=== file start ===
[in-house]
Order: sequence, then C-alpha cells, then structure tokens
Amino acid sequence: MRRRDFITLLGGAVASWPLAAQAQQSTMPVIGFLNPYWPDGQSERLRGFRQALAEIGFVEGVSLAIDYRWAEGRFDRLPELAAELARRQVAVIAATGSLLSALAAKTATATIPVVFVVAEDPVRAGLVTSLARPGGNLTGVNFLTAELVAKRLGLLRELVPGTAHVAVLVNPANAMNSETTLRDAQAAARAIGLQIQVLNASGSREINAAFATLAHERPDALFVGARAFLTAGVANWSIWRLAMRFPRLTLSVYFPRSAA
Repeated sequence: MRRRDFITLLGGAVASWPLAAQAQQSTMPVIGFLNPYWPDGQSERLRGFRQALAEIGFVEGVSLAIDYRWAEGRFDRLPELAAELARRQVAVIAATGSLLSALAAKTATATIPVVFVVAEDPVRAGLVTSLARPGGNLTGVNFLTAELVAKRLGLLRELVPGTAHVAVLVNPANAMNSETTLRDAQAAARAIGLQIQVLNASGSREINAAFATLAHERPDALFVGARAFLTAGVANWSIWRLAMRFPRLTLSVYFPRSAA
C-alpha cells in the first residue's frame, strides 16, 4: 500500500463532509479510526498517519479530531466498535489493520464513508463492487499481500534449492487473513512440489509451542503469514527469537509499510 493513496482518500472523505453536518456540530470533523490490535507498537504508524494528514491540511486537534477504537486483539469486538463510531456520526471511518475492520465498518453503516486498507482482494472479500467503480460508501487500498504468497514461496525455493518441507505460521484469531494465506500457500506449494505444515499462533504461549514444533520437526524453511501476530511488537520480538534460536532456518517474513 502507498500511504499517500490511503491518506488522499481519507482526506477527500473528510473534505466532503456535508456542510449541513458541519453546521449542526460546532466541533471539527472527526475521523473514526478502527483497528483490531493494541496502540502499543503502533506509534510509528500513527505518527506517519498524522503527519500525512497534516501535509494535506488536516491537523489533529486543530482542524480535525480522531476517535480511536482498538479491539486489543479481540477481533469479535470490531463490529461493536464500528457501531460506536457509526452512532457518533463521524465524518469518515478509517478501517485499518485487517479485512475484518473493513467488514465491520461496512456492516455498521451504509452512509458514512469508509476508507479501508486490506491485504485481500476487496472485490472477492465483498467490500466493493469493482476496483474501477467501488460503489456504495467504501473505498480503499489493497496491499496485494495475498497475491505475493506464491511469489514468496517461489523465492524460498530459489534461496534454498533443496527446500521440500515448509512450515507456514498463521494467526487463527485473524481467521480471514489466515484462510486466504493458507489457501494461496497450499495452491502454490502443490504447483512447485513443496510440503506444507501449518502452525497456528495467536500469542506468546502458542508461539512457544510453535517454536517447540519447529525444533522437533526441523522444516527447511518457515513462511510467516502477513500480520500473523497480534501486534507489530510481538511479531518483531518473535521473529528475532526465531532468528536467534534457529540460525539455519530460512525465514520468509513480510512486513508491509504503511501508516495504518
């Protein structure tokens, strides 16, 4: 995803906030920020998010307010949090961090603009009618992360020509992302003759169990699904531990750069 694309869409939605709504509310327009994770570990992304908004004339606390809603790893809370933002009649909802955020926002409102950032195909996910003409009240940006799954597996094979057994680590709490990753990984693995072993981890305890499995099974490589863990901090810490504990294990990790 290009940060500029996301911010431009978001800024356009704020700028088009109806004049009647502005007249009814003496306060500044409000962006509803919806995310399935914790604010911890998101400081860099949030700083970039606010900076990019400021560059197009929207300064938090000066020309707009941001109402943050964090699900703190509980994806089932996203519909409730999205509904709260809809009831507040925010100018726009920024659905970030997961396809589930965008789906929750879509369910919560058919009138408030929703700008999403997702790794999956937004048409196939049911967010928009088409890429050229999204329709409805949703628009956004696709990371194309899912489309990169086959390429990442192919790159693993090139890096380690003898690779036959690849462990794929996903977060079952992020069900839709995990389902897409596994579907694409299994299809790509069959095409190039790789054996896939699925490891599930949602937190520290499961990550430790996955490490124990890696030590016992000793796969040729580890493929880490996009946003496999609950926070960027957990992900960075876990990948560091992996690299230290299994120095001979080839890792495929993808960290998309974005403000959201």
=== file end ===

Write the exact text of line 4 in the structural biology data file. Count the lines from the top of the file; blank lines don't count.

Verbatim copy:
Repeated sequence: MRRRDFITLLGGAVASWPLAAQAQQSTMPVIGFLNPYWPDGQSERLRGFRQALAEIGFVEGVSLAIDYRWAEGRFDRLPELAAELARRQVAVIAATGSLLSALAAKTATATIPVVFVVAEDPVRAGLVTSLARPGGNLTGVNFLTAELVAKRLGLLRELVPGTAHVAVLVNPANAMNSETTLRDAQAAARAIGLQIQVLNASGSREINAAFATLAHERPDALFVGARAFLTAGVANWSIWRLAMRFPRLTLSVYFPRSAA